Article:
Choose books the children might be interested in and rotate them regularly to introduce them to new ones. The greatest stories are the ones children can relate to, so creating your own and using children's photos will help to engage them through their memory of people, places, and things.
Mirrors are an excellent resource for preverbal children, exploring sound games where children can see your lips moving and copy the sounds. These games support sound blending development and are especially effective for children who find some sounds challenging.
New Shoots Children’s Centre, Kerikeri use books, mirrors and facial stones presented together to invite exploration of emotions and facial features. These resources are a perfect opportunity for educators to communicate with children and use visual cues to teach language.
Children using simple three-word sentences
Children using three-word sentences are typically aged 24–30 months when they are beginning to build sentences with verbs. Again, remember children learning English as a second language may not fit into this age band but may still be at this stage.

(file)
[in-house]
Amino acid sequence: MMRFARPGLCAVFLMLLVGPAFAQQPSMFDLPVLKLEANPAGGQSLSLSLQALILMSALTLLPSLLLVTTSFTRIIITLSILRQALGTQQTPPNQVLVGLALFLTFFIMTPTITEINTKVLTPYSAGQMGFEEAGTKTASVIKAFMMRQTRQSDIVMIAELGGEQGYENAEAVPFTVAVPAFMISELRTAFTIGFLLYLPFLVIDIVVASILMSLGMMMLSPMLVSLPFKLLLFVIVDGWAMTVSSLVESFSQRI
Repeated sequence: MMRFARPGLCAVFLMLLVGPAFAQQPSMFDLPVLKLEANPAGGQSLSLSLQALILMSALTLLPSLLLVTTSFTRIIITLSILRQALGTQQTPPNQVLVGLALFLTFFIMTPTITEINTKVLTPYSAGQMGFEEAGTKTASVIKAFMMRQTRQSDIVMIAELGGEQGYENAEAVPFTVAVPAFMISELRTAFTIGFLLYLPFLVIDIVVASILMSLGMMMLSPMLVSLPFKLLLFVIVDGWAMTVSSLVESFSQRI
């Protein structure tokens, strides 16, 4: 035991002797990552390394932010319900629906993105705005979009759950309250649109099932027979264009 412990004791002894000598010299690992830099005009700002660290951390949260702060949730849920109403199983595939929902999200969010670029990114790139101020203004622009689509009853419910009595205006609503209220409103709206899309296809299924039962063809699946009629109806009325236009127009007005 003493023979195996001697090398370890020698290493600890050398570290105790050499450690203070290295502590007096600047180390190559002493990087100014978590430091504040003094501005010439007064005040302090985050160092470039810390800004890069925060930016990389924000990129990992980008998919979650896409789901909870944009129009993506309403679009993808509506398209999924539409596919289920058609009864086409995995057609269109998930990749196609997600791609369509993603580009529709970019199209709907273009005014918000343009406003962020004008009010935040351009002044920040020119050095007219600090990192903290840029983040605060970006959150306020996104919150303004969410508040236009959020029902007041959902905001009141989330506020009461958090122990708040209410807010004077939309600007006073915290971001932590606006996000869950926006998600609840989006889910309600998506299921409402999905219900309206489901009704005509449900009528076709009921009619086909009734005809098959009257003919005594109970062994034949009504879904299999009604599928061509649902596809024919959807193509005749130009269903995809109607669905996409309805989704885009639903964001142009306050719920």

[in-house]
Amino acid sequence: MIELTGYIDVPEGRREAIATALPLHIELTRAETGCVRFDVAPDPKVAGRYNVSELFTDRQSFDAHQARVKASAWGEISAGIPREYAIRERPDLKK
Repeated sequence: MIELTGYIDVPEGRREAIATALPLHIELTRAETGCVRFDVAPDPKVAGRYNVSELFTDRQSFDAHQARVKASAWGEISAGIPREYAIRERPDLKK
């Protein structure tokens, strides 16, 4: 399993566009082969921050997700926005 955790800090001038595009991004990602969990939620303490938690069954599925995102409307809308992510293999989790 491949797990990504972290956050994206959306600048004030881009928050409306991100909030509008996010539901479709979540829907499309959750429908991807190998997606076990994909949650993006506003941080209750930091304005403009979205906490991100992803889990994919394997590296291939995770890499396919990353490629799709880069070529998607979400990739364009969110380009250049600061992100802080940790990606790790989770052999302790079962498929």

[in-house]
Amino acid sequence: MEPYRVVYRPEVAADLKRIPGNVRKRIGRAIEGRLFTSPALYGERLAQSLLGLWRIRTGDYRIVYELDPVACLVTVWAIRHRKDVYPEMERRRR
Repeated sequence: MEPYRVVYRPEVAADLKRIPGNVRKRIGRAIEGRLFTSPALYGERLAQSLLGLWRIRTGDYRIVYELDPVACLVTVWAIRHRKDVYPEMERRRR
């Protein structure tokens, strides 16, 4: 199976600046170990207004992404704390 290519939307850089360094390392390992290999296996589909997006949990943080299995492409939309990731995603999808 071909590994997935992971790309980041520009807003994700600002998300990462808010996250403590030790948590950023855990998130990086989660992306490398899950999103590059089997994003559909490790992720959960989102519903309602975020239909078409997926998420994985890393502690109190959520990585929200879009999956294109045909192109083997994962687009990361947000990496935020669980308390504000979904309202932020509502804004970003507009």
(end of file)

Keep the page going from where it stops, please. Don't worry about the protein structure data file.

- Introduce action words (verbs) and emphasise these actions by pointing them out in the picture, or even better, demonstrate it yourself or with the help of more confident children.
- Puppets are a fantastic tool for making the storyline more animated, exciting, and easily understood. Have a collection of finger puppets or a shelf for a focus book with props, so children can independently re-enact the story. For example, you could have three bowls and spoons for Goldilocks.
- Repetition is essential for building children’s confidence. Once children familiarise themselves with the storyline, it is helpful to let the children finish the sentences or pause to fill in the missing word. Reading the same story throughout the week or reading stories with repetitive phrases is beneficial.